Accepting That a Relationship Has Become Toxic

It can be challenging to come to terms with the fact that you may be in a toxic relationship, but the first step to improving your situation is to accept that this is the reality. Even with tools and information at your disposal, being honest with yourself about your relationship is a significant hurdle to get over. However, accepting that you need to remove yourself from a relationship that is causing you harm can feel impossible. 

Accepting this as a fact will benefit you in multiple ways. It will make dealing with the situation and any anxiety or stress you have because of it more manageable and will also help better equip you for dealing with that person or remove yourself from them altogether. To accept that your relationship with someone is toxic, you must first be able to identify whether or not it is. 

What is a Toxic Relationship

There is no single definition of a toxic relationship, and what is considered toxic varies from situation to situation. Any relationship involving emotional or physical abuse is toxic, but there are many ways for a situation to be toxic without this kind of abuse. Harmful or manipulative relationships can be considered toxic, especially when they begin to lower your self-esteem and damage your mental wellbeing. 

If you and the person in your life have reached a point where most of the communication is hostile, this could be a sign of toxicity. When conversations almost always involve criticism, yelling, name-calling, and other negativities, it can make you want to avoid any and all communication. If you have become anxious about the stress that comes with any discussions you have with this person, it could be a sign your relationship is toxic.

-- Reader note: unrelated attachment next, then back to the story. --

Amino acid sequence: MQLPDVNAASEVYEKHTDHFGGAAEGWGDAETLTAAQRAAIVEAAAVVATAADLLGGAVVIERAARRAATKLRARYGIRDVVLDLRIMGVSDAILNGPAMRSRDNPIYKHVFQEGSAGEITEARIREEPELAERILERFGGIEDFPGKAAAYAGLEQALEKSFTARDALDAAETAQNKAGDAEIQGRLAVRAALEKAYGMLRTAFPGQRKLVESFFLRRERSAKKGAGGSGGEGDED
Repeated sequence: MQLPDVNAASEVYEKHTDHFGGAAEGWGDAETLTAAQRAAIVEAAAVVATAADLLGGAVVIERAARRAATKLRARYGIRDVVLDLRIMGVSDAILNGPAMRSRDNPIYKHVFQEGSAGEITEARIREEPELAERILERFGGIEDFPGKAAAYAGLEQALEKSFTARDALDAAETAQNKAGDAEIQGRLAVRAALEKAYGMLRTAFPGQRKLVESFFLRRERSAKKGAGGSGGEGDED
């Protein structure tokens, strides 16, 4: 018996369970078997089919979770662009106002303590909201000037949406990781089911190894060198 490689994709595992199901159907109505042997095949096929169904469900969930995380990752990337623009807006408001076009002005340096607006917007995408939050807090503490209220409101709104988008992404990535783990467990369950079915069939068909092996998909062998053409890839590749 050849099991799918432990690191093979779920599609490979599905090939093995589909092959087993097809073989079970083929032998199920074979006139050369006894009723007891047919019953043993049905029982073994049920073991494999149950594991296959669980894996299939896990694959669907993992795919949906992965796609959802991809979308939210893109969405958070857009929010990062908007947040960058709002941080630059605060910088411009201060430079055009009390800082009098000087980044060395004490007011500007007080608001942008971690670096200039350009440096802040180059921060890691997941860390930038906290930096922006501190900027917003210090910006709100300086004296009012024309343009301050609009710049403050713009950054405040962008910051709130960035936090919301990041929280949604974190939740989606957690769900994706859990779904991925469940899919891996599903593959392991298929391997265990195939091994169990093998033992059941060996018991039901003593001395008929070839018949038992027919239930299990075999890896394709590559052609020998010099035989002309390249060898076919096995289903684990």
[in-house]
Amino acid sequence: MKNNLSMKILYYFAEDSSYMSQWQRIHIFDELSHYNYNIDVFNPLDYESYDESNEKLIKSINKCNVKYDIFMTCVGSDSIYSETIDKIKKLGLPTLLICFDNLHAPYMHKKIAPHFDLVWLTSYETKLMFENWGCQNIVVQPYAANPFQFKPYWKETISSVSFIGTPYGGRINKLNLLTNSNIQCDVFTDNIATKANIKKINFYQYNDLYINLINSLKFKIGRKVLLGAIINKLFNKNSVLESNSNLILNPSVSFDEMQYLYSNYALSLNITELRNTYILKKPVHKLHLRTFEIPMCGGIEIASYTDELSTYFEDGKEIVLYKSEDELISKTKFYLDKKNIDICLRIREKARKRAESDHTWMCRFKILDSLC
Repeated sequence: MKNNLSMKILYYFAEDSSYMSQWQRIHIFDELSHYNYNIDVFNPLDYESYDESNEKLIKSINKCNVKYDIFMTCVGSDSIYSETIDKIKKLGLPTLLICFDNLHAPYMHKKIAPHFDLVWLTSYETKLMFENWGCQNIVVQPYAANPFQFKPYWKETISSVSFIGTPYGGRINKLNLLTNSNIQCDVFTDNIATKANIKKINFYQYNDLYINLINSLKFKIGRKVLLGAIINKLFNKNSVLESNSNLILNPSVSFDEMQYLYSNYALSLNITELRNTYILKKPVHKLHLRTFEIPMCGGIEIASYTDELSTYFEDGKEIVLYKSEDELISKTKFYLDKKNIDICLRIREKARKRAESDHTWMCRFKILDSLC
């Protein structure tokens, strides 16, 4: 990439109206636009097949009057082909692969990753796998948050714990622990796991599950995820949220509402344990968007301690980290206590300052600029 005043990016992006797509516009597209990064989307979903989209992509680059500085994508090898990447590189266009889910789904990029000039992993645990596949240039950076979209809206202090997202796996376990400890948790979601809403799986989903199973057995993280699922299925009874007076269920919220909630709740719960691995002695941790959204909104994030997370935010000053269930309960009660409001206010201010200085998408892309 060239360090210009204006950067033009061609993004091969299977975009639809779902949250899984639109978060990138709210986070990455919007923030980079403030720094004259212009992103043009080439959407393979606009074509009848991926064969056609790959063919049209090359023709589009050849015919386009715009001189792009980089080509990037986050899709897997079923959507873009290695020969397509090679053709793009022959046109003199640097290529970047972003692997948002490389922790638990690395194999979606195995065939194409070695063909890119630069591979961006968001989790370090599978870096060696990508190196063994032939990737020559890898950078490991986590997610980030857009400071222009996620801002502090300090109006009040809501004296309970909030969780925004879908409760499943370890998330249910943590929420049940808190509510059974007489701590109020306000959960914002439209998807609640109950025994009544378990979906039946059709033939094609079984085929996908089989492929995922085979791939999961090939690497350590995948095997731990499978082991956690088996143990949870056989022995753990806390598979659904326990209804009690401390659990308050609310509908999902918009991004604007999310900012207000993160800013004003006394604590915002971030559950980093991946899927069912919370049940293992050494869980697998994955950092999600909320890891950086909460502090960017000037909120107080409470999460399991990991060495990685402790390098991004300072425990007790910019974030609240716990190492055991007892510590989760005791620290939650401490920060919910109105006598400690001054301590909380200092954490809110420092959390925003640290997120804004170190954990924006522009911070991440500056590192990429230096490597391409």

Jealousy and lack of support from this person can also be a sign that your involvement with them is toxic. Your partners, friends, and family should lift you up and encourage you to accomplish your goals and desires. When someone in your life is clearly jealous of your accomplishments or discourages you from pursuing your goals, it can diminish your confidence. 

While there are many signs of toxicity in relationships, both large and small, the most critical question to ask yourself is how this person makes you feel. If the idea of being around them or discussing certain topics with them makes you feel anxious or stressed, they may be creating toxicity in your life. Partners and friends should increase your self-esteem, so if this person in your life often makes you feel bad about yourself, it could be a sign you need to make some changes. 

Getting Help

When you take the first step of accepting that your relationship is toxic, you can get help removing yourself from the situation or learning to deal with it. It can be difficult to remove people we love from our lives together, but sometimes this can be the only way to find peace for ourselves. 

Some toxic relationships can be salvaged if one or both individuals are willing to put in the work. Counseling or addiction treatment can be great places to start if the person in your life is willing to admit they want to change their behavior. 

The most important aspect of accepting that you are in a toxic relationship is remembering that the actions of others are not a reflection of you.   

Jenn Walker is a freelance writer, blogger, dog-enthusiast, and avid beach goer operating out of Southern New Jersey.

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